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effectiveness reliability security and connectivity back to square one

When it comes to data centres, the discussion often focuses on the reliability of engineering and utility systems and ways to improve power usage efficiency or security. But surprisingly little attention is paid to the connectivity of DC facilities.

Some estimates suggest that the numbers of internet users in the world are growing day-on-day at a rate of 268 thousand (approximately the total population of the city of Kostroma), and the amount of the digital data generated and processed grows in lockstep with them. In the current year, 2023, alone, the world has seen 120 zettabytes of data generated, and by late 2025 this figure will be as high as 190.

The total number of internet users will be approaching 5.5 bln. Equally on the increase are the numbers of network connections as well as those of new devices brought online and high-traffic services, not only because of the rising population, but also because of the growth of the Internet of Things (IoT).

Mobile phone penetration in Russia is much higher than the world average – 156.9% against 105% globally (227 million active SIM cards with a population of 145 mln). Ten times more web services are provided to Russian internet users per capita, which is evidence of a rapidly digitizing economy. According to figures from VTsIOM [Russian Public Opinion Research Centre], 74% of Russians go online on a daily basis, with a third of them spending more than four hours online per day.

bogdan kolodiy

«Connectivity, data rate and network latency become the main competitive edge for businesses. These factors are growth drivers for the data center industry».

Bogdan Kolodiy, Technical Adviser IXcellerate.

While choosing a data centre, customers consider key parameters that also include connectivity – the accessibility and availability of hosted equipment via the networks of telecommunication service providers. And the larger and the more diverse the data centre’s ecosystem, the more effective data transmission to end users will potentially be. But how should the data centre go about providing as high connectivity as possible to their customers?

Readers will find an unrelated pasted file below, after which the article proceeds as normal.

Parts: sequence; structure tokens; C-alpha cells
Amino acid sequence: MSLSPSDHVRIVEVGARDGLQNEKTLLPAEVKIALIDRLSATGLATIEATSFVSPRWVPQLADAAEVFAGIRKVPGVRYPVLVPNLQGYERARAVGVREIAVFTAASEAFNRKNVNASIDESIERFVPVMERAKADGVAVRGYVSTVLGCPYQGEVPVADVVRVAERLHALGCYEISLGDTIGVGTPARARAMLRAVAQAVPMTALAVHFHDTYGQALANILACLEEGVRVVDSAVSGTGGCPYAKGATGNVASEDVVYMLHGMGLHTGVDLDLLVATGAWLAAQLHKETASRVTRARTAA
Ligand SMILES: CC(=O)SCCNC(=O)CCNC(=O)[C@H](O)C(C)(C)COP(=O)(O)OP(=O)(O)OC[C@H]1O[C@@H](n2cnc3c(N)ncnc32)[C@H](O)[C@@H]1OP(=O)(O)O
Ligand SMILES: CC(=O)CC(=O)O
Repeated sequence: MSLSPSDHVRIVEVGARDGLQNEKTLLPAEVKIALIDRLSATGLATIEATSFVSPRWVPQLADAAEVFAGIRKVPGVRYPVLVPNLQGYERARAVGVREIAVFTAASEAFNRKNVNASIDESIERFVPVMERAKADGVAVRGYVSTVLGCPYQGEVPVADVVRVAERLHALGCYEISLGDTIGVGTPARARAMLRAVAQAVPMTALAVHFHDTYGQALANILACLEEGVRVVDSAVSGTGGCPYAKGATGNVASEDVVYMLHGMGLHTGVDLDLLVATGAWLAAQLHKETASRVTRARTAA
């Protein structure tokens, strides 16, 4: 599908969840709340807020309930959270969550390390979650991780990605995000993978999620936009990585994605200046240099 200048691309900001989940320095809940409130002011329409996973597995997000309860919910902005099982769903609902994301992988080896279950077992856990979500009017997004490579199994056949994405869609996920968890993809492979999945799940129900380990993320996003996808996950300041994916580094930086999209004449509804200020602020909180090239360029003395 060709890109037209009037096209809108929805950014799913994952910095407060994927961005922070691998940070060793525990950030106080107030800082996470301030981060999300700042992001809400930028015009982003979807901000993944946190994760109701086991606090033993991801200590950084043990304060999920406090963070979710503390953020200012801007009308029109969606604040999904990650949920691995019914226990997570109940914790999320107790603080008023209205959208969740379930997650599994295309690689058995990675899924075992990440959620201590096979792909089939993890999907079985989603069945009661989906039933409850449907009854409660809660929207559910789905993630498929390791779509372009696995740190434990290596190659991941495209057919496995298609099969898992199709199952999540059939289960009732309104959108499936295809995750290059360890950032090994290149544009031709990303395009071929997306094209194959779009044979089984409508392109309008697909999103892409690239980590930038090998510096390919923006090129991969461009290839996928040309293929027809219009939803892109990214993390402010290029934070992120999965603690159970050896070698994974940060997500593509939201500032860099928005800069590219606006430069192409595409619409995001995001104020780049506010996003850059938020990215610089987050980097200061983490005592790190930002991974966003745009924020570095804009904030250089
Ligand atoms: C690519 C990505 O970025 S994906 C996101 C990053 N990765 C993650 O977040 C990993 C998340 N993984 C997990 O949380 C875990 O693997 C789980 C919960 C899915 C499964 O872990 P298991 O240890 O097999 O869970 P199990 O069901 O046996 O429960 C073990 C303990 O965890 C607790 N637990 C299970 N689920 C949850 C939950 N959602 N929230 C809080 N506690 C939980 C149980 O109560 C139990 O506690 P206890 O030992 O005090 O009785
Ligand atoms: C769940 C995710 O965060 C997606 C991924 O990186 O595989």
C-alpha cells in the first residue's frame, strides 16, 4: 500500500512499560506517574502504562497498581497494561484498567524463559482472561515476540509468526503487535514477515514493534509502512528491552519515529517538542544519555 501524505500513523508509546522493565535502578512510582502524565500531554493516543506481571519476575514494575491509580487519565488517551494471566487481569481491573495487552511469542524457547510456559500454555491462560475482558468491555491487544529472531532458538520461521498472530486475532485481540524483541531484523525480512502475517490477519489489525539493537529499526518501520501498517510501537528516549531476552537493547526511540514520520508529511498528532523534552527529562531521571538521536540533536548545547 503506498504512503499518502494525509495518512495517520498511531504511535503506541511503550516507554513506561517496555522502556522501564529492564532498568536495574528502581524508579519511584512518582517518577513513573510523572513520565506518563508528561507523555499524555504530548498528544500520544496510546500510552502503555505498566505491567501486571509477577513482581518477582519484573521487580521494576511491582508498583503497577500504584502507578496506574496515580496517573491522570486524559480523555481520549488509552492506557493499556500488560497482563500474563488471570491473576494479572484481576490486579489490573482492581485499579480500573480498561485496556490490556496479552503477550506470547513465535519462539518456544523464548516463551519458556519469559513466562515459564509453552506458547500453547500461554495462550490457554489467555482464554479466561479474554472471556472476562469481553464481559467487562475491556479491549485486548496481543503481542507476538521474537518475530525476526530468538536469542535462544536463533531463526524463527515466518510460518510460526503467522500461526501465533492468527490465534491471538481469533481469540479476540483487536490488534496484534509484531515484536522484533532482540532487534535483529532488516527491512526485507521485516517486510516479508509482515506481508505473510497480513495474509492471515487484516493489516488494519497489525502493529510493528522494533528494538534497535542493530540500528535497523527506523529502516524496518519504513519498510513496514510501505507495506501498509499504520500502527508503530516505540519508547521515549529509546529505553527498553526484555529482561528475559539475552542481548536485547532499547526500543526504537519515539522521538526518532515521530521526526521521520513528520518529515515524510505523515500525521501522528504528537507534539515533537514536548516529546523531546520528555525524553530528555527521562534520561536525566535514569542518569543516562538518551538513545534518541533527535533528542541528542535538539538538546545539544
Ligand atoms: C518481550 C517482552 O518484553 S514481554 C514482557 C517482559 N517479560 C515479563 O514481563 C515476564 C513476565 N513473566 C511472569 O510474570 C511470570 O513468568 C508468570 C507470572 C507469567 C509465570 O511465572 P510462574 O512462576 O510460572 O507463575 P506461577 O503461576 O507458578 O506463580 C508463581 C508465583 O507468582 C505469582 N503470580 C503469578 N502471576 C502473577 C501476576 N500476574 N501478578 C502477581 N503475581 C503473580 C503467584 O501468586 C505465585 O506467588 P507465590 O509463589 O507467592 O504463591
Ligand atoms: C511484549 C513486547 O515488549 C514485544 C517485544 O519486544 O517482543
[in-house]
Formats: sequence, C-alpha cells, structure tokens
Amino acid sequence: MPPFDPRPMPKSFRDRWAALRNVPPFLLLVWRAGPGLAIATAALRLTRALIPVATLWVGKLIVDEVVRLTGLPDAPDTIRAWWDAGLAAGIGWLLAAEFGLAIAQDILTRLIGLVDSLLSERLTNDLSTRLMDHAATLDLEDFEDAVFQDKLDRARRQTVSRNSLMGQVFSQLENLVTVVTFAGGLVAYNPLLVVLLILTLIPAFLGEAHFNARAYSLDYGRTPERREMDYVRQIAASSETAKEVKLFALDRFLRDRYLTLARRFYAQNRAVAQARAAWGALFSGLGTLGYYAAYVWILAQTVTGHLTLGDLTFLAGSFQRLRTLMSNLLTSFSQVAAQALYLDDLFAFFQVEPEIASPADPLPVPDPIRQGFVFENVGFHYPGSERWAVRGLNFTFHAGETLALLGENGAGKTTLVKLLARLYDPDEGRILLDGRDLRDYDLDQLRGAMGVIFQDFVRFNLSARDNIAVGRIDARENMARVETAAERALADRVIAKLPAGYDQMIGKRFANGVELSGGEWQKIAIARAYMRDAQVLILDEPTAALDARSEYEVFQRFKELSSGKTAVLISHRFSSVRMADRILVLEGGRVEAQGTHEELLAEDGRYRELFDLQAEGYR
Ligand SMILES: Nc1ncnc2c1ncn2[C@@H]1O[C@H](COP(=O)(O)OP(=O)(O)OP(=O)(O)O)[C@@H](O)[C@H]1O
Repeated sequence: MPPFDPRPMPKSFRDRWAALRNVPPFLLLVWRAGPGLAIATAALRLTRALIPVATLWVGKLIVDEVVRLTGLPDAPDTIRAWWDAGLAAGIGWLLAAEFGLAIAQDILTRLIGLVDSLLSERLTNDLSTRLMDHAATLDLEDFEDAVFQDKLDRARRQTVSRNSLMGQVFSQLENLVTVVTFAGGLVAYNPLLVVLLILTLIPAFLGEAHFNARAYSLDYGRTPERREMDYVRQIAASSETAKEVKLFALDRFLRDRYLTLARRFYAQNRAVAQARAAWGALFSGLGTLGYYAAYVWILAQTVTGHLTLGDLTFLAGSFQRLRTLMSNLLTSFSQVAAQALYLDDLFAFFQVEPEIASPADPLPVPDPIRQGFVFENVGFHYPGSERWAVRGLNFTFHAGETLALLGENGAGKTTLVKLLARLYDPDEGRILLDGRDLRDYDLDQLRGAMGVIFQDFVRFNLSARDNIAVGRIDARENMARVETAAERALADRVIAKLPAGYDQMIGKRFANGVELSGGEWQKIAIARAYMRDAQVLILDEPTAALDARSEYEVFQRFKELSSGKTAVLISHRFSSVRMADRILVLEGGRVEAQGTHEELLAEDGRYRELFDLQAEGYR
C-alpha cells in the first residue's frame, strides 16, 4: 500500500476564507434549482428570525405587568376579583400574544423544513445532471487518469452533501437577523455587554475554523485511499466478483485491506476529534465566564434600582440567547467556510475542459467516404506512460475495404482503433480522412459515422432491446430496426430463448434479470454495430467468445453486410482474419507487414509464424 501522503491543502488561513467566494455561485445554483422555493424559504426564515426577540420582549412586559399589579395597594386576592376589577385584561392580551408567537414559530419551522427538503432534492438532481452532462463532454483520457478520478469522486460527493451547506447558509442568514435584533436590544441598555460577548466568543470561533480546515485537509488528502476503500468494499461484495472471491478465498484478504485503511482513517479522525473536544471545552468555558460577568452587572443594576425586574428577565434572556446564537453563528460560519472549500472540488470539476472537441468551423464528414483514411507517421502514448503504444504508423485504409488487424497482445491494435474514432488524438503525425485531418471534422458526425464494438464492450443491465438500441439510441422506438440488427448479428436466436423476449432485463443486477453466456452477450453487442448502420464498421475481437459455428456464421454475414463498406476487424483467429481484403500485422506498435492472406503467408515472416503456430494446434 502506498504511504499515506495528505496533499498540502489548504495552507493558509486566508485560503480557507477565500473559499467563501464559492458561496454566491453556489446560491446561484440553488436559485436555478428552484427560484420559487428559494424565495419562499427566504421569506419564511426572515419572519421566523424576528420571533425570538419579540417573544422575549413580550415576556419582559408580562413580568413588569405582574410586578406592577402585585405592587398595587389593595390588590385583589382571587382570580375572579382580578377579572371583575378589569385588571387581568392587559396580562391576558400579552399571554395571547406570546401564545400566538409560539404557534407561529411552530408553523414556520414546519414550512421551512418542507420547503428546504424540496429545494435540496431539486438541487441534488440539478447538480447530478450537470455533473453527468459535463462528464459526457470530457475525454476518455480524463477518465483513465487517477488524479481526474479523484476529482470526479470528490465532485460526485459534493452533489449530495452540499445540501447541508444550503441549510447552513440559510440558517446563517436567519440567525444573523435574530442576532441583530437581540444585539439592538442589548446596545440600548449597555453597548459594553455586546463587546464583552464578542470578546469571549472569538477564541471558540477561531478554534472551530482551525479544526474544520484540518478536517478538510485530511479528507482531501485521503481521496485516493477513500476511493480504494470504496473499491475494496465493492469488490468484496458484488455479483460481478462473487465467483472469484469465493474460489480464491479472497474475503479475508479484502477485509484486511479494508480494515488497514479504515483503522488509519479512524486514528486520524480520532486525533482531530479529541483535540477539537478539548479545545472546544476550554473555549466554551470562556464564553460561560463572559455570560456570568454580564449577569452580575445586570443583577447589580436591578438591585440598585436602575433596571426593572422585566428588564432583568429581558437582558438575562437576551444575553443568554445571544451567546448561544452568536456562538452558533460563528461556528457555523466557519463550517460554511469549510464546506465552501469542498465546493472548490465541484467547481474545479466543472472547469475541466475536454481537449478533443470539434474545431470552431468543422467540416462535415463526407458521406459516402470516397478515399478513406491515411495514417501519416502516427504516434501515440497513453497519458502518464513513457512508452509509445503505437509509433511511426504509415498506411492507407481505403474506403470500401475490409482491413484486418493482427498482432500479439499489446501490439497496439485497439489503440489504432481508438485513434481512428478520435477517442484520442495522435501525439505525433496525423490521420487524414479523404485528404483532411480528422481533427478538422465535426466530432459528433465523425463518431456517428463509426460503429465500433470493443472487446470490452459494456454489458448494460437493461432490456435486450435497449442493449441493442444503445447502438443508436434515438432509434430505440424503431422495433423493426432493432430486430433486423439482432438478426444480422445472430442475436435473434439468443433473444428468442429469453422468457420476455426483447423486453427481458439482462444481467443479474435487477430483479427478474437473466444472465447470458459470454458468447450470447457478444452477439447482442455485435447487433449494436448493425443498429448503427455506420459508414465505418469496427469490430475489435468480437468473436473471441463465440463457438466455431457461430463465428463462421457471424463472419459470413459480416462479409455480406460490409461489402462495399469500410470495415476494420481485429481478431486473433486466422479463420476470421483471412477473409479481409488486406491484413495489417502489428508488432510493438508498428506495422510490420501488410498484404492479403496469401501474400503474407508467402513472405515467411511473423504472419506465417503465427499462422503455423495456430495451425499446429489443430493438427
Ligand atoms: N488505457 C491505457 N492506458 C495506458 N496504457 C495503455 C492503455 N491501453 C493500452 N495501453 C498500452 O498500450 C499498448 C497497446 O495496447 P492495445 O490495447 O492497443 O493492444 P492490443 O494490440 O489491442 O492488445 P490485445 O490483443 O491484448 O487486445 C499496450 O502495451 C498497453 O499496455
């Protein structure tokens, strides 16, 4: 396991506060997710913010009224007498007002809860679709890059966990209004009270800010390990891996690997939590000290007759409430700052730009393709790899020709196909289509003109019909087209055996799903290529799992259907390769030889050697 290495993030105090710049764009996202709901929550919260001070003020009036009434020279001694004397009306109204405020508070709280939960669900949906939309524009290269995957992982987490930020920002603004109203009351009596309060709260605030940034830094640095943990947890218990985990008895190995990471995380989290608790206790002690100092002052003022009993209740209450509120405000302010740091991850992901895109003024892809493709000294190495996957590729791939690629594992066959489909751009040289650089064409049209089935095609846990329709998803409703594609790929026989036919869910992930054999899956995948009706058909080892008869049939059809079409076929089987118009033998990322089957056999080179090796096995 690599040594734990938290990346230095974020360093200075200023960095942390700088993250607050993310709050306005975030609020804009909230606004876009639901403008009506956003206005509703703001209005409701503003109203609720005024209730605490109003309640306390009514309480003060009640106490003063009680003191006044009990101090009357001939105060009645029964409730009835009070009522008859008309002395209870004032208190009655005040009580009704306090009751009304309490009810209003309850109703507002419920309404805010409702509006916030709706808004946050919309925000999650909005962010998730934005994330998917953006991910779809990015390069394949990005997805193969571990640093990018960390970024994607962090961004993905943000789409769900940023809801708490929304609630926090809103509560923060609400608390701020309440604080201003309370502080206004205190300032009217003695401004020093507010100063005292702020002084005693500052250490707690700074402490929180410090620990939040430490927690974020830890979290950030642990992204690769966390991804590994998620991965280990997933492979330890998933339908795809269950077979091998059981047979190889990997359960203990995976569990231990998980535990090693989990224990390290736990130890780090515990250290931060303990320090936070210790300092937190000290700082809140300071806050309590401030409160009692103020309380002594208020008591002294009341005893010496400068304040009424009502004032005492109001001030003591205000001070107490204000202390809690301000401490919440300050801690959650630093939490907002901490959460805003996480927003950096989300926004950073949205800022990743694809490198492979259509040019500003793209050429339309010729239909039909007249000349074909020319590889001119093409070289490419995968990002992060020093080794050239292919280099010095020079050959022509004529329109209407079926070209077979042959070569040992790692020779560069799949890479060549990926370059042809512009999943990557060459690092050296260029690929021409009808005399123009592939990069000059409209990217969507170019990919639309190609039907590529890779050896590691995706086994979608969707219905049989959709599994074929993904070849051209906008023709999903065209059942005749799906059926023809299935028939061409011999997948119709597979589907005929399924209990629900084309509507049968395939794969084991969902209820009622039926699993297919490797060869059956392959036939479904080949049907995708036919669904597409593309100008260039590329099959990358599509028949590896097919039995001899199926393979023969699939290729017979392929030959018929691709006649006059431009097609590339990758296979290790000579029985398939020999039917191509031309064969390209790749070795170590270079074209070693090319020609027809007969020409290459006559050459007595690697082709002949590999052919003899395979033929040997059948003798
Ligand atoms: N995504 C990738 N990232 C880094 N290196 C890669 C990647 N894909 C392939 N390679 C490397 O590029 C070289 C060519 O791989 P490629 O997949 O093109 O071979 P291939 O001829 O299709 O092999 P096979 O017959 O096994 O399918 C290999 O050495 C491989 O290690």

• First of all, the DC must be neutral, that is, not affiliated exclusively with any communication services provider. A few years ago, neutral data centres were few and far between, but their numbers are growing year-on-year. “Monogamy” does not benefit DCs – the more affiliates data centres have in their ecosystems, such as carriers, IT service providers, cloud service providers, CDNs and peer-to-peer platforms, the more network functionality it can offer its customers. A data centre’s neutrality gives its customers the freedom to choose partners to launch digital projects and run hybrid infrastructures. This in turn opens for companies of any profile, fintech, gaming, e-commerce etc., unlimited options for digital growth, which are conducive to healthy economic digitalization.
  • Second, to ensure connectivity for any online exchange, the data centre must function as a fully fledged infrastructure hub. The architecture of such a hub calls for a multitude of network elements necessary for fast data traffic. These include special server rooms (interface points between telecommunications companies and setup of peer-to-peer connections), integration with traffic exchange platforms, cross-connects for online equipment via both copper and fibre media, as well as independent cable routing and integration into the urban cable infrastructure.
  • Third, one must remember the internal connectivity of DC distributed campuses. Standalone facilities are increasingly more often replaced with campuses that integrate a number of data centres based at different locations under the management of a single company. High connectivity in this context is ensured through the use of stable and reliable optical fibre communication lines between all campuses and facilities within them. The service providers available at a given location will then become available to customers at all the other sites.

Thus, growth in the numbers of users and the volumes of data traffic is conducive to business competition in terms of the speed of data delivery to end users. Of key importance in accomplishing these objectives are the DC campus layouts and the ecosystems of services that evolve around them.

oleg ogienko

«Neutrality of a DC operator has a positive impact on the amount of service providers and users along with the variety of services, which increases the total value of the entire DC ecosystem».

Oleg Ogienko, Business Development Manager Eurasia Peering IX

Having started out as data custodians, data centres turn to become now marketplaces for internet services and digital platforms for customers. This creates synergy, which makes for high scalability and redundancy of infrastructure, business process continuity and execution of any project, however challenging. New services appear, end user satisfaction improves, and data grows in amount. And we come full circle.

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